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Regardless of what type of work your team does, work boards can be a helpful tool. But just because they can be helpful doesn’t mean they are always implemented well.

The most common mistake is when teams don’t keep their work boards up to date with the actual status of work that is being done. Increasing transparency is a great way for stakeholders to understand what is going on and to increase their level of trust in teams. But if the information being presented is out of date or inaccurate, it reduces the team’s credibility and increases the likelihood of these stakeholders asking for separate, redundant status updates. When a work item changes status the work board should be updated immediately. For example, if the team has capacity to pull a new work item from their work queue, the item should be moved on the board just before work actually commences on that item.

Another challenge relates to whose responsibility it is to keep the board up to date. The moment it becomes the job of a coordinator or lead to do so, we reintroduce the overhead of having someone chase team members for status updates. I have seen Scrum Masters who will take time out during a daily Scrum/standup event to update the team’s work board after a team member has mentioned that it doesn’t accurately show the status of their work items. Everyone on the team is responsible for updating the work board based on the work they are doing.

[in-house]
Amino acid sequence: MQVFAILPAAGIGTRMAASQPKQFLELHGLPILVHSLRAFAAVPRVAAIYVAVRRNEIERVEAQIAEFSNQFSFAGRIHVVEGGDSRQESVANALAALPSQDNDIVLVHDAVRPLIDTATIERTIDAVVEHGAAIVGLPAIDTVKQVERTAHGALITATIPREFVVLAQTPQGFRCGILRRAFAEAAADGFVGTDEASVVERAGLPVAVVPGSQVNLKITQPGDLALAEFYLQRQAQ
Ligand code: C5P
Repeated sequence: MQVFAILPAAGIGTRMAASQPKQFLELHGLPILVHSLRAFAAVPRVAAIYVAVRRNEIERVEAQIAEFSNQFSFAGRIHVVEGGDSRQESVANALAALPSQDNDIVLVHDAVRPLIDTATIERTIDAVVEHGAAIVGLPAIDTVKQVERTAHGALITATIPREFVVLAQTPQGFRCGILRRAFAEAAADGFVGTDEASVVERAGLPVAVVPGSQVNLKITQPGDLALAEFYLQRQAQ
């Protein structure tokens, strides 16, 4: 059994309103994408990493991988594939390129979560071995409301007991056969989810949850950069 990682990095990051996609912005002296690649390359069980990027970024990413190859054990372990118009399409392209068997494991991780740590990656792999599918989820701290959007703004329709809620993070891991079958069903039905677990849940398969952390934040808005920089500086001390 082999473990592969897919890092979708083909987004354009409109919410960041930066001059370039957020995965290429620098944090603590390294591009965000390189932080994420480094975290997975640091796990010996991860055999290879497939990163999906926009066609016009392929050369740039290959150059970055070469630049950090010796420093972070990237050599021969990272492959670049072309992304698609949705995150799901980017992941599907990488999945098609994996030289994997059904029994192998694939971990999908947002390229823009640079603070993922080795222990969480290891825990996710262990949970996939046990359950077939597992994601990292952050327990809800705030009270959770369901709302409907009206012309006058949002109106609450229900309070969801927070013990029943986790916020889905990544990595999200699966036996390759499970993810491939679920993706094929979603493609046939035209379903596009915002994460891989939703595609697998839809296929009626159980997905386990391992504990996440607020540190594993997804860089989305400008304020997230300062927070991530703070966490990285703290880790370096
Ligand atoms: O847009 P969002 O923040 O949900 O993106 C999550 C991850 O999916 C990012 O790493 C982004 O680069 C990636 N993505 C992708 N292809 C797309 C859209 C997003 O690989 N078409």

If the work board columns are aligned with the roles of team members, that is not ideal. A work board’s columns should reflect the progressive value being added to a work item till it is complete and very rarely would this evolution map cleanly to the team member’s individual roles. The Goldilocks’ principle also applies to the columns. Have too few, and stakeholders may not get sufficient visibility into work item status and work items might stall for longer than desired without impediments being addressed. Set up too many and it encourages silo-thinking on the part of team members and can result in increased work in progress.

Having a dedicated blocked column is also not a good idea. Blocked is not a normal step in the evolution of a work item and by moving partially completed work items over to a separate column it can affect flow as a natural tendency of a team might be to pull more work items from the queue rather than unblocking the stalled work item. A better approach would be to highlight blocked items within their active work columns.

The next sin relates to work item aging. Ideally, once the team has completed a reasonable number of work items, they will be able to determine what is a reasonable amount of time for a work item of a certain size to remain active. If there isn’t some way for the team and stakeholders to see how long a work item has remained in an active column (i.e. something other than Not Started or Done), then it is hard to proactively determine whether it has been aging longer than it should.

Finally, cluttering a work item card with too much information increases the potential for stakeholder confusion and for inaccurate data. At the bare minimum, a work item card should contain the description of the work to be done, key dates (e.g. requested, started), whether it is blocked or not, and which team members are working on it. Anything beyond this can be helpful, but also increases the effort required for team members to keep information current and accurate.

Work boards can be a powerful tool to help a team visualize their work flow, but as always, with great power comes great responsibility.

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